The AJC’s Ty Tagami has an interesting story tonight on the challenges facing the DeKalb school board in making its case in 10 hours before the state Board of Education, which will be weighing the board’s ouster.
In the meantime, DeKalb officials must argue their innocence before the Georgia Board of Education without being able to cross-examine key witnesses and not knowing which documents support which allegations. Atlanta Attorney Warren Fortson said that task will be difficult given the vague nature of the 20-page SACS report.
“It’s predicated on anonymous sources,” said Fortson, who was general counsel for Atlanta Public Schools for more than two decades. “You can’t defend yourself against smoke.”
The report identifies sources as “interviewees,” “stakeholder interviews,” “artifacts” or “various forms of evidence.” “Interviewees described a feeling of hopelessness,” it says, and “based on evidence from numerous interviews, several board members continue to make harassing calls and visits to schools.”
Mark Elgart, the president and CEO of SACS parent company AdvancEd, said soon after he released the report in December that SACS promised anonymity to induce people to talk. “We don’t have subpoena power,” Elgart said. Elgart acknowledged that his agency’s judgment hinged on the truthfulness of the 50 people interviewed, most of them administrators or school principals. But he said SACS used only anecdotes that his investigators could confirm with other interviews and “boxes” of documents or that sounded consistent with similar incidents described by multiple sources.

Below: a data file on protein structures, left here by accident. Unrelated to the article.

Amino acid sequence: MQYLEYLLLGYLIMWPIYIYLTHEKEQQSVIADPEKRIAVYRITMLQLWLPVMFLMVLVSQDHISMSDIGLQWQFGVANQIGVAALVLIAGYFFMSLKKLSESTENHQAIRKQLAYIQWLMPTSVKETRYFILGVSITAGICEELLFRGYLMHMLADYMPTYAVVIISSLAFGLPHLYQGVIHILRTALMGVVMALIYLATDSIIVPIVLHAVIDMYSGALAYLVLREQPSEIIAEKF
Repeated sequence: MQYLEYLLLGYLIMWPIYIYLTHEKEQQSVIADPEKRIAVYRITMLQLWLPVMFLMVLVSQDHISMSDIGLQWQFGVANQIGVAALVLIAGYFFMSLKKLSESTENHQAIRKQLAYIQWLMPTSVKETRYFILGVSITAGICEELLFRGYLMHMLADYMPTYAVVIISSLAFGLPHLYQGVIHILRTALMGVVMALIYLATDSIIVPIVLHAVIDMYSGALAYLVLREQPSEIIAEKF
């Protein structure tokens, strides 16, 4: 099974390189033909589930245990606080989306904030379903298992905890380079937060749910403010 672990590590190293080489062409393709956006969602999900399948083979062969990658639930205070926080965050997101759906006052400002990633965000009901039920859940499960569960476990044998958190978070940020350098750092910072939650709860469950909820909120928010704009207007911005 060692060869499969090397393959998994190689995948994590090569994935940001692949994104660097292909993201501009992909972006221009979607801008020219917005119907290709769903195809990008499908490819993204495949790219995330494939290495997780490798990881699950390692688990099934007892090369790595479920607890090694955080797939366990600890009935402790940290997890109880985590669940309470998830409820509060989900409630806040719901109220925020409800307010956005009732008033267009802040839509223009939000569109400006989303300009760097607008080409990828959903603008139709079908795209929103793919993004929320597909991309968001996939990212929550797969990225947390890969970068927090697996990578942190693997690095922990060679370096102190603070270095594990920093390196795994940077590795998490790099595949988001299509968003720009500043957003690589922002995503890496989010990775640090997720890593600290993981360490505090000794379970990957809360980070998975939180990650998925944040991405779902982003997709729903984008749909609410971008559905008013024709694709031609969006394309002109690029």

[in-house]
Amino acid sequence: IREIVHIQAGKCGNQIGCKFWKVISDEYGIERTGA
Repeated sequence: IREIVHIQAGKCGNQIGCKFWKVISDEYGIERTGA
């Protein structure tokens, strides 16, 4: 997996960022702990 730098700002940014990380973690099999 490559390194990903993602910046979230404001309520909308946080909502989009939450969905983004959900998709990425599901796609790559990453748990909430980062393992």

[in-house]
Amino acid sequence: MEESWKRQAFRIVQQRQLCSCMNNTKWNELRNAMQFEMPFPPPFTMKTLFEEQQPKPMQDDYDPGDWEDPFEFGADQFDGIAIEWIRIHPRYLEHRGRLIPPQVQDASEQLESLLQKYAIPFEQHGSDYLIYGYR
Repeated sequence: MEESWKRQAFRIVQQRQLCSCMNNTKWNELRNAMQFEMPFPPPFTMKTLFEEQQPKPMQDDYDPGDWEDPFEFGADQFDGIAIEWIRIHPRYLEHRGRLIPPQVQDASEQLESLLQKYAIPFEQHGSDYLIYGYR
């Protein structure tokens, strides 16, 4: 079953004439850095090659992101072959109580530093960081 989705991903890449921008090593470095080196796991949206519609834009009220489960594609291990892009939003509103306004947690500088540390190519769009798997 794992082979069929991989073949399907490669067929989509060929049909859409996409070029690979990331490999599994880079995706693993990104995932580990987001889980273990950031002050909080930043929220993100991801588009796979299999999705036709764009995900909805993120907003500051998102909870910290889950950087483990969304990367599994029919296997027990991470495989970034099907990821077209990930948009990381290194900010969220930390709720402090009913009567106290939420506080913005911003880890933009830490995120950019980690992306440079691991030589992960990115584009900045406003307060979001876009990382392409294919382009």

Elgart refused to release the documents the agency used for the report because, he said in December, he did not want to subject it to “critique.”
Critics say that approach allows SACS to make bold assertions that cannot be independently verified — or contested. That’s a central claim in the lawsuit DeKalb filed Tuesday attempting to halt the proceedings. Fulton County Superior Court Judge Kelly Amanda Lee decided Wednesday not to stop the state hearing, but she also scheduled a court date next week that could tie the governor’s hands.
A Georgia law allows removal of board members in school districts that SACS or other accrediting agencies have placed on probation. The law requires the state education board to make a recommendation to the governor. If the recommendation is for removal, Gov. Nathan Deal can suspend the entire board and name replacements.
But DeKalb alleges in court that this is unconstitutional because the law “illegally defers to the unelected and unaccountable SACS” the power to initiate suspension proceedings “without any inquiry into whether an elected local board of education member has committed any misconduct.” It “unconstitutionally creates an unreasonable qualification for local school board members: that they must remain in the good graces of an unelected, unaccountable private agency.”
Another Fulton judge has stopped the state in a similar case. A majority of the Sumter County school board sued the state in November, and Judge Bensonetta Tipton Lane granted a temporary injunction that is still in place. The lawsuit is pending, with no court date set.